News & ToursAugust 9, 2013

Woody Austin incurs harsh penalty at PGA Championship

By Sam Weinman

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(NOTE: Updated after Austin signed for a 75, leaving him at four over).

ROCHESTER, N.Y. -- Woody Austin knew right away it was four shots. And at Oak Hill, where the 49-year-old veteran was struggling to keep up with longer, younger players, four shots was a lot to ask.

As if playing in persistent rain Friday morning at the PGA Championship wasn't miserable enough, Austin had to tack four extra shots on his scorecard when he realized he was carrying a 15th club in his bag.

Austin discovered the extra club, a 21-degree Adams driving iron, on the third hole Friday, at which point he immediately declared it out of play. But because he had already played two holes, he was assessed a two-stroke penalty for each of those holes under Rule 4-4 (turning a par and a bogey on 1 and 2 into a double bogey and a triple bogey).

"With the rain and everything, trying to worry about keep it all under control, we just didn't pay attention and take it out," Austin said.

Austin did collect himself enough to make consecutive birdies on holes 5 and 6, but playing in wet conditions, he finished with a 75 and is likely to miss the cut at four-over par.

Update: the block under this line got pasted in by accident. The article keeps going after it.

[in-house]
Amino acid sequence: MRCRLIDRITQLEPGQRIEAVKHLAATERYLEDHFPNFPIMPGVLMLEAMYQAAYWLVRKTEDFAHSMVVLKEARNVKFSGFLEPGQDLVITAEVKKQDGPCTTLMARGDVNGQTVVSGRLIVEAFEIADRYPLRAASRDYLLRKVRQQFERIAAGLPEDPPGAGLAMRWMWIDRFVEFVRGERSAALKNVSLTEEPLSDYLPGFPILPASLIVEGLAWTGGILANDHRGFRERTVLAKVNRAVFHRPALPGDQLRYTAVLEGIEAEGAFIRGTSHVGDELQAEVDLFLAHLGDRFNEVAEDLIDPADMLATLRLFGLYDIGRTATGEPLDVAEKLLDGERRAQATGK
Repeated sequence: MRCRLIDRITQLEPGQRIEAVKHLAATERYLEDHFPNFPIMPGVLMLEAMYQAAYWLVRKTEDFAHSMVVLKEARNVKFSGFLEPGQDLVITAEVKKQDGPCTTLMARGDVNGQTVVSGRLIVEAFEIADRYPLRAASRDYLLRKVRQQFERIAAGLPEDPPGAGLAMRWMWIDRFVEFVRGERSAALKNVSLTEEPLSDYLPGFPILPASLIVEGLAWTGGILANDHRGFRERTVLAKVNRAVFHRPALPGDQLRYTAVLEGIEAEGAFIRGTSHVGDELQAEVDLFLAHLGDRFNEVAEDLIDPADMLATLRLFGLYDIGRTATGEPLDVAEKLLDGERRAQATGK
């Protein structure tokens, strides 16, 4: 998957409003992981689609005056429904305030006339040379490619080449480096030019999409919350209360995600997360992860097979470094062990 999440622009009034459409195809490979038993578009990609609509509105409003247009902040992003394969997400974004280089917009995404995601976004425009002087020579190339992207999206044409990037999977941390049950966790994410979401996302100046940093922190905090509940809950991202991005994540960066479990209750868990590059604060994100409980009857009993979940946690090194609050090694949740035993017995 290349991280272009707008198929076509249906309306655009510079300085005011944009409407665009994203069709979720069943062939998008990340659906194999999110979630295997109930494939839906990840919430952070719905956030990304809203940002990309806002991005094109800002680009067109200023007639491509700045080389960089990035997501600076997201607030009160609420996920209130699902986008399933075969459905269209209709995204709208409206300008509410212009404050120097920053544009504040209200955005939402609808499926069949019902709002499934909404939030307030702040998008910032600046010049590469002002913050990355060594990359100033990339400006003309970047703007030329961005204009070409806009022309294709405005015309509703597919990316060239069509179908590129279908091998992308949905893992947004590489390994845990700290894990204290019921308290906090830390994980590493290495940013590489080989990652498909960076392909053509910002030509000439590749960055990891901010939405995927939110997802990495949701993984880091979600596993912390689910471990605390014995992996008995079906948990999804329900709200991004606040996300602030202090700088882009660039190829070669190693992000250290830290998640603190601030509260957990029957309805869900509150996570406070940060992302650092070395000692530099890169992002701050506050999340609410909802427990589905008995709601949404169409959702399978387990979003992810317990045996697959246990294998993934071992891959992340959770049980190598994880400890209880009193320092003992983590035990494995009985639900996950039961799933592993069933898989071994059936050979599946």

The veteran, who had finished second to Tiger Woods at Southern Hills in 2007, had been struggling in recent years, not even making a cut on tour in 2013 until he won the opposite-field Sanderson Farms Championship in July. At Oak Hill, which was playing considerably longer because of the rain, Austin had been toying around with the driving iron on the range, but opted to stick with his normal 3-iron. The problem was he never removed the driving iron from his bag.

"I can't say I was angry. I was more in shock. Just disappointed that I was that stupid. After 20 years, I think you do one stupid thing of each and that's my first time ever doing something like that. Now I just have to figure out how to get DQed and I'll be all set."

Related: The costliest rules blunders in golf history

The most notable breach of Rule 4-4 in recent years came in 2001 at Royal Lytham, when Ian Woosnam grabbed a share of the lead on Saturday by birdieing the first hole, only to have his caddie Miles Byrne discover on the next tee that Woosnam had an extra driver in the bag. The two-stroke penalty dropped Woosnam from the lead, and he ended up finishing four strokes behind winner David Duval.

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